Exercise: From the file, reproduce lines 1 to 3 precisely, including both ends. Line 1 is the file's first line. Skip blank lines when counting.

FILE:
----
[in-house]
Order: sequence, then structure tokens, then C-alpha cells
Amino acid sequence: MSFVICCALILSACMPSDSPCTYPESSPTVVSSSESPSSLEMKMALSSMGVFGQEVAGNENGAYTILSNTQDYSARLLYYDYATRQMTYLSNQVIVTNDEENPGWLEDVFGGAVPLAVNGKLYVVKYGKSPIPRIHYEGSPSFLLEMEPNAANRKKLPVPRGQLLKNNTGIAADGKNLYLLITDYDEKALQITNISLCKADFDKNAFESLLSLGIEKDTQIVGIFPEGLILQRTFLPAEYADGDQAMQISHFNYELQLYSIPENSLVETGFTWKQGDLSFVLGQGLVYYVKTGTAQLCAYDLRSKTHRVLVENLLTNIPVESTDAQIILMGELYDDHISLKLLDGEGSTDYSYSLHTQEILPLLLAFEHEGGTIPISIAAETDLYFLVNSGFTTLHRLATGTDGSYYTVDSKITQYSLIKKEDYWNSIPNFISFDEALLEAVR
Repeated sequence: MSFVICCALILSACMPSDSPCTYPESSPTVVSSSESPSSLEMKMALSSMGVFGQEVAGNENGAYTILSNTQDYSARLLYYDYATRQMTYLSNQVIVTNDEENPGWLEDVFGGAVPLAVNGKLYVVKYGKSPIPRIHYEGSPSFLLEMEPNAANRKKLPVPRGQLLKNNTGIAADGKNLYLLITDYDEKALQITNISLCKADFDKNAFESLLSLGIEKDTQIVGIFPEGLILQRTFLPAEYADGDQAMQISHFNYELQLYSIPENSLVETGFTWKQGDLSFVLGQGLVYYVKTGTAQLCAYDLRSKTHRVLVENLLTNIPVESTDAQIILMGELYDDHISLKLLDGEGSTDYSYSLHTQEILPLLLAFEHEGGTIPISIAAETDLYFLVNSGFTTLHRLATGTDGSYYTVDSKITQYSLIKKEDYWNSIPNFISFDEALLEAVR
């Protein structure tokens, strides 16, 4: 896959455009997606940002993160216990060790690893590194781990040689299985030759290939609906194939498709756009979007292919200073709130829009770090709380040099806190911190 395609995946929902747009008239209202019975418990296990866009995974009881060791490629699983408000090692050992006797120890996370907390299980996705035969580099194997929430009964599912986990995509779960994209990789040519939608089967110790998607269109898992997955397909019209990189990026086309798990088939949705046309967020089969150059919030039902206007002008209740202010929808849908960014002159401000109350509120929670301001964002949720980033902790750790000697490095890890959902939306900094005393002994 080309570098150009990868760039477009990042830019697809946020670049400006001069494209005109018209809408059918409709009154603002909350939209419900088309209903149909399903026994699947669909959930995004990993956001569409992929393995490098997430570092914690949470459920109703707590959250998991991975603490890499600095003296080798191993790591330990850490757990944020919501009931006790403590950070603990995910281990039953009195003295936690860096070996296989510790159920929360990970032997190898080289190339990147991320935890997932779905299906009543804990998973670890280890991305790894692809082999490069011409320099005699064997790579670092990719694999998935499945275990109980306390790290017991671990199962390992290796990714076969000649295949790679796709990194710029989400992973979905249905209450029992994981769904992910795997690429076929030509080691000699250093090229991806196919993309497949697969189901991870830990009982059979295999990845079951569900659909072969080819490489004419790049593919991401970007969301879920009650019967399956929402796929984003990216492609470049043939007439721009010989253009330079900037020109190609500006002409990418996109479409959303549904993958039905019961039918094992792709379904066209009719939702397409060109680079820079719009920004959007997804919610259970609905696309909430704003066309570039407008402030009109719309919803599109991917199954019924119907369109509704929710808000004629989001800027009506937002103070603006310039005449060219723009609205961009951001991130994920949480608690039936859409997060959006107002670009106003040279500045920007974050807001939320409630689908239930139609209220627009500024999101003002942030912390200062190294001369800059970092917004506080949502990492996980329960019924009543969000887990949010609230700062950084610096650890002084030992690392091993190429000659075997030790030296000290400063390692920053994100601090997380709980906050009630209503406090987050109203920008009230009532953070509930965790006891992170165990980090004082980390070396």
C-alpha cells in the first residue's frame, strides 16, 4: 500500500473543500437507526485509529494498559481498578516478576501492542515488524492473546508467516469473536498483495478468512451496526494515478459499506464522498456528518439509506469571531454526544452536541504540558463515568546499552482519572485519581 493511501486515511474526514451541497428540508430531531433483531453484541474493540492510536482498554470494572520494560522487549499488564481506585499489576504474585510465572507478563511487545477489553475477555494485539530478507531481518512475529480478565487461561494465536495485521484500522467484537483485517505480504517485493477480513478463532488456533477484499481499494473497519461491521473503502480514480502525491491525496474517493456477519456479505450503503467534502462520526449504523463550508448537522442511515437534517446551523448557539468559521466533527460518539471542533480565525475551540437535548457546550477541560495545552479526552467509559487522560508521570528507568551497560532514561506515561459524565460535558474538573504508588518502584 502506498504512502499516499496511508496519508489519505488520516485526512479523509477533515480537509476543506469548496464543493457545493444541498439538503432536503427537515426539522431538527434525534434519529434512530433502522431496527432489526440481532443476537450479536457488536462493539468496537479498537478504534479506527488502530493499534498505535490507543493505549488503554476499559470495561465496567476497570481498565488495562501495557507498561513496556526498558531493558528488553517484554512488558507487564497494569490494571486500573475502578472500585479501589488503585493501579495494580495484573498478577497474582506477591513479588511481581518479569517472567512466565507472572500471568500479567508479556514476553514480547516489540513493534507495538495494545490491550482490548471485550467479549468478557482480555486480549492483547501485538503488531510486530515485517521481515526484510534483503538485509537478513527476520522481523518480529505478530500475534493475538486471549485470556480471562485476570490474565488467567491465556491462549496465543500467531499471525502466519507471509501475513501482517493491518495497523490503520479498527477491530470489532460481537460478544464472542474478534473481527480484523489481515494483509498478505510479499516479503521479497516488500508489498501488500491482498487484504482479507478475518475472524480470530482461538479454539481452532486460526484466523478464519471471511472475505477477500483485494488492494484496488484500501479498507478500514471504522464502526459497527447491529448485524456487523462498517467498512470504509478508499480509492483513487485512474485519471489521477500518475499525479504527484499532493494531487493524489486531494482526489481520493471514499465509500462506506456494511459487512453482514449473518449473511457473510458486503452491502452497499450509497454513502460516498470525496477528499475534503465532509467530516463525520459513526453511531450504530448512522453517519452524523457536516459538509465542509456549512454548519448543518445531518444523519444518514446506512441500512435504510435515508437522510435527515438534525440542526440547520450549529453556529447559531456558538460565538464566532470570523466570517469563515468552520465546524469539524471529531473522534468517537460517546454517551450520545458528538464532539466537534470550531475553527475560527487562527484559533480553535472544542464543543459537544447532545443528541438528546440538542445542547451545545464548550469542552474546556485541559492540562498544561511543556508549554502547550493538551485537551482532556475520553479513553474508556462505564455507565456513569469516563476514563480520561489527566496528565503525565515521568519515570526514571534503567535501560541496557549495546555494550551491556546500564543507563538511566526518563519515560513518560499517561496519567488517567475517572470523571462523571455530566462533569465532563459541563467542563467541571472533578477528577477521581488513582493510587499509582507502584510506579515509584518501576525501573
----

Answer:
[in-house]
Order: sequence, then structure tokens, then C-alpha cells
Amino acid sequence: MSFVICCALILSACMPSDSPCTYPESSPTVVSSSESPSSLEMKMALSSMGVFGQEVAGNENGAYTILSNTQDYSARLLYYDYATRQMTYLSNQVIVTNDEENPGWLEDVFGGAVPLAVNGKLYVVKYGKSPIPRIHYEGSPSFLLEMEPNAANRKKLPVPRGQLLKNNTGIAADGKNLYLLITDYDEKALQITNISLCKADFDKNAFESLLSLGIEKDTQIVGIFPEGLILQRTFLPAEYADGDQAMQISHFNYELQLYSIPENSLVETGFTWKQGDLSFVLGQGLVYYVKTGTAQLCAYDLRSKTHRVLVENLLTNIPVESTDAQIILMGELYDDHISLKLLDGEGSTDYSYSLHTQEILPLLLAFEHEGGTIPISIAAETDLYFLVNSGFTTLHRLATGTDGSYYTVDSKITQYSLIKKEDYWNSIPNFISFDEALLEAVR